The Swarm

Mix it up with The Bee's editorial board.

September 26, 2012
Sacramento gets more cash to conduct DUI checkpoints
Drunken drivers beware. One major law enforcement tool will continue in Sacramento.

The City Council is set Thursday evening to accept a $240,900 grant from the state Office of Traffic Safety to conduct 24 DUI checkpoints between Oct. 1 and Sept. 30, 2013.

Similar grants have enabled the police department to continue the checkpoints, despite budget cuts that have led the department to disband its traffic enforcement unit, among others.

As I explored in California Forum earlier this month, Sacramento has a big problem with DUI. It has the highest rate of deaths and injuries in alcohol-related collisions of any of California's 13 largest cities. It also has among the highest rates of DUI arrests.

In 2010, alcohol was a factor in 10 percent of all crashes, but more than 30 percent of fatalities in collisions.

One of the eye-opening facts is how many drunken drivers are caught in these checkpoints, even though they are announced in advance. Police publicize them to avoid constitutional problems with illegal search and seizure because every vehicle is stopped, whether there is probable cause or not.

The checkpoints are only one strategy to reduce DUIs.

As The Bee's editorial board said, the solution could also lie in tougher laws targeting repeat offenders and more effective and available counseling and treatment programs. Bars need to train staff to avoid serving intoxicated customers.

But it also comes down to us -- making sure we have designated drivers and keeping tipsy friends and relatives from getting behind the wheel.
September 20, 2012
Gov. Brown signs 18 bills to help California veterans, families
Gov. Jerry Brown today signed a raft of bills to help veterans and their families -- 18 in all.

While they're not necessarily groundbreaking, they will aid some vets, including those who fought in Iraq and Afghanistan, with education benefits and could ease their transition back into the civilian workforce.

Pete Conaty, the legislative lobbyist for several veterans groups, said the bills make "this is the most productive year for veterans legislation since the tragedy of 9/11 occurred and America went to war."

"Veterans groups have really come together this year to push legislation to help all veterans, especially those returning from Iraq and Afghanistan," he said in a statement.

For instance, Assembly Bill 2462 requires the chancellor of the state community colleges to determine when military experience should count toward course credit.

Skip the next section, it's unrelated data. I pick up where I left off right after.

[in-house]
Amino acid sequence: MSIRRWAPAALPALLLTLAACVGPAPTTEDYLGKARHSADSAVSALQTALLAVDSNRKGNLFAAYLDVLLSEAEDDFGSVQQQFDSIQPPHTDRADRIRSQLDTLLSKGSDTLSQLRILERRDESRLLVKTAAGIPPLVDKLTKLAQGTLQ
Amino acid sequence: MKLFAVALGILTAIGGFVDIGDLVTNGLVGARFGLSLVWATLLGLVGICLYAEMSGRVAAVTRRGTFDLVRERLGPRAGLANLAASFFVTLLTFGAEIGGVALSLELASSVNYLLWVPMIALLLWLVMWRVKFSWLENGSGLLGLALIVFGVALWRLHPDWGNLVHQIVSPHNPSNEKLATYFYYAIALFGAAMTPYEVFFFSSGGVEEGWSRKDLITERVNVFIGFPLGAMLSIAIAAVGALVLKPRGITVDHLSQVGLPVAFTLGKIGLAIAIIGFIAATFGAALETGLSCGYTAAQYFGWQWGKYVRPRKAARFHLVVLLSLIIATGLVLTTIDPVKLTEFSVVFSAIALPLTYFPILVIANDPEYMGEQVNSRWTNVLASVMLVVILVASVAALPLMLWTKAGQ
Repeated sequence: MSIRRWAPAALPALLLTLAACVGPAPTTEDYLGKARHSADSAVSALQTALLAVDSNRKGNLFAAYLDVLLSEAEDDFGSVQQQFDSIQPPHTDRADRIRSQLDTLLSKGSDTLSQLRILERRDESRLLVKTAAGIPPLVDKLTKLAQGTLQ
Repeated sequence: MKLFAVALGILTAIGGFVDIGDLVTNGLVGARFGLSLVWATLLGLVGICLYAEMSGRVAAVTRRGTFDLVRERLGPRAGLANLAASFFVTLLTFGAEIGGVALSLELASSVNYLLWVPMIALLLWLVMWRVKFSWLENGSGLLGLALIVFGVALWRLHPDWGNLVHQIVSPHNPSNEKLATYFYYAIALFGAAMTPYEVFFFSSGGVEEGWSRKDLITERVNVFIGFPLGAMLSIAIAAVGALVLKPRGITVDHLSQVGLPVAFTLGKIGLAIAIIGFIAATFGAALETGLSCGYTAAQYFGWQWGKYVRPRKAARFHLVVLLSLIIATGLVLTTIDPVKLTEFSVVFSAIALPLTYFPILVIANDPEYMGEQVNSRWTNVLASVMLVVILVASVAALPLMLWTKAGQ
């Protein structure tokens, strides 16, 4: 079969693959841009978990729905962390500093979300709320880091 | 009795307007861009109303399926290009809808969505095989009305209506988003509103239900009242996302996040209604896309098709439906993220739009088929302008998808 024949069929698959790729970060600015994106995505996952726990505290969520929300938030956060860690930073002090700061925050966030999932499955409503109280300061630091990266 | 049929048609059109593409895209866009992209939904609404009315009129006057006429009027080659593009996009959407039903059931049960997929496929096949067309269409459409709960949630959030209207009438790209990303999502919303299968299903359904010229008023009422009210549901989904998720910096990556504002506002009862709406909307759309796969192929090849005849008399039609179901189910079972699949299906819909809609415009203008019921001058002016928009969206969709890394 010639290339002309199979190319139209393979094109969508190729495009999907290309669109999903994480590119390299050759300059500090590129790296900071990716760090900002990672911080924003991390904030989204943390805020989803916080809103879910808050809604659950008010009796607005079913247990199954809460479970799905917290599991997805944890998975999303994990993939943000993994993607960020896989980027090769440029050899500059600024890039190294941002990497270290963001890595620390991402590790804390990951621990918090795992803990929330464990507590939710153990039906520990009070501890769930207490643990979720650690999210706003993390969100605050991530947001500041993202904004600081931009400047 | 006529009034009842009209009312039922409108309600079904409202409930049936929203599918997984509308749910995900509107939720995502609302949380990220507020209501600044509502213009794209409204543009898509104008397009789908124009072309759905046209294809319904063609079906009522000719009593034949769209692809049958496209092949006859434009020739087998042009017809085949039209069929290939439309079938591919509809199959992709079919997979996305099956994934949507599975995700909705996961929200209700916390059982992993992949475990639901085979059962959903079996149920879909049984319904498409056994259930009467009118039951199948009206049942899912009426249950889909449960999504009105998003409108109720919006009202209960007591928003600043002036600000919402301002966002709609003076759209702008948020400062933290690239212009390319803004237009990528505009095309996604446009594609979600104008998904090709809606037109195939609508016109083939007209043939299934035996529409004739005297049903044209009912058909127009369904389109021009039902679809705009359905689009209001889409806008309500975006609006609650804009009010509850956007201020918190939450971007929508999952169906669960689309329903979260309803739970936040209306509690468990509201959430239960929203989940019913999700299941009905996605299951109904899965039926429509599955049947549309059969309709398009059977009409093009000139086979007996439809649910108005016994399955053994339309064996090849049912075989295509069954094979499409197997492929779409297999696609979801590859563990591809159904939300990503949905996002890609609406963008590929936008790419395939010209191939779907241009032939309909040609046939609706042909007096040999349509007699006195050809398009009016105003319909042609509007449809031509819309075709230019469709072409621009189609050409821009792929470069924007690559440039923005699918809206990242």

"In California approximately 30,000 troops leave service with work skills that could be counted toward an academic degree, professional license or certification that could help them transition to civilian life after service to their country," Assemblyman Marty Block, a San Diego Democrat who authored the bill, said in a statement.

In May, I wrote about one specific area -- medics who want their combat service to count when they apply to nursing programs. While the bill doesn't directly address this issue, it could help.

Also, Assembly Bill 2371, authored by Democrat Betsy Butler, is designed to help veterans with service-related mental disorders like PTSD who commit crimes get treatment instead of being sent to prison. 

Last December, I wrote about special veterans courts in several California counties that have the same aim.
September 6, 2012
The ballot argument against sales tax that voters won't get
Eye on Sacramento, a local watchdog group, and others wanted to submit a ballot argument against Measure U, the proposed half-cent sales tax increase in Sacramento on the Nov. 6 ballot. But since they believed one from Mayor Kevin Johnson would take precedence, they didn't do so by the deadline. 

To read it, click here.

In an earlier post, there's a link to the ballot argument that Johnson planned to submit against the sales tax measure. Since he missed the deadline, voters will only get the "pro" argument signed by Police Chief Rick Braziel and Fire Chief Ray Jones, among others, with their sample ballots.


About The Swarm

The Swarm is written by members of The Sacramento Bee's editorial board. They meet daily and are separate from the newsroom. Views included here are those of individual writers, and do not necessarily reflect those of a majority of the board or the positions expressed in The Bee's editorials.

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